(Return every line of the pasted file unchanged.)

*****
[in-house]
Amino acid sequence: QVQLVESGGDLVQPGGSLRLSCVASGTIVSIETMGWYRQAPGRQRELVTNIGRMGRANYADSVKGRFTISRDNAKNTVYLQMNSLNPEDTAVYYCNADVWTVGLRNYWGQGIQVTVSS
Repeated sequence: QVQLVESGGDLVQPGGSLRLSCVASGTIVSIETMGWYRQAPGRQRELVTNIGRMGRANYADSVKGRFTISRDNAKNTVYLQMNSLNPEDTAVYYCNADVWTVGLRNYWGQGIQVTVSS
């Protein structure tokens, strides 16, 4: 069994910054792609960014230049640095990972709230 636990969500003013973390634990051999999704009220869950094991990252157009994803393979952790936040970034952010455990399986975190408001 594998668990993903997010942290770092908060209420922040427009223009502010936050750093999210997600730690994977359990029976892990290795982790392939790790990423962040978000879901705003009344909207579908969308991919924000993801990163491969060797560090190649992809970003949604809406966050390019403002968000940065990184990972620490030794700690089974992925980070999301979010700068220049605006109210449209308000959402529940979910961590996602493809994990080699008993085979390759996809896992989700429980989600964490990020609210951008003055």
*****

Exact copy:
[in-house]
Amino acid sequence: QVQLVESGGDLVQPGGSLRLSCVASGTIVSIETMGWYRQAPGRQRELVTNIGRMGRANYADSVKGRFTISRDNAKNTVYLQMNSLNPEDTAVYYCNADVWTVGLRNYWGQGIQVTVSS
Repeated sequence: QVQLVESGGDLVQPGGSLRLSCVASGTIVSIETMGWYRQAPGRQRELVTNIGRMGRANYADSVKGRFTISRDNAKNTVYLQMNSLNPEDTAVYYCNADVWTVGLRNYWGQGIQVTVSS
């Protein structure tokens, strides 16, 4: 069994910054792609960014230049640095990972709230 636990969500003013973390634990051999999704009220869950094991990252157009994803393979952790936040970034952010455990399986975190408001 594998668990993903997010942290770092908060209420922040427009223009502010936050750093999210997600730690994977359990029976892990290795982790392939790790990423962040978000879901705003009344909207579908969308991919924000993801990163491969060797560090190649992809970003949604809406966050390019403002968000940065990184990972620490030794700690089974992925980070999301979010700068220049605006109210449209308000959402529940979910961590996602493809994990080699008993085979390759996809896992989700429980989600964490990020609210951008003055």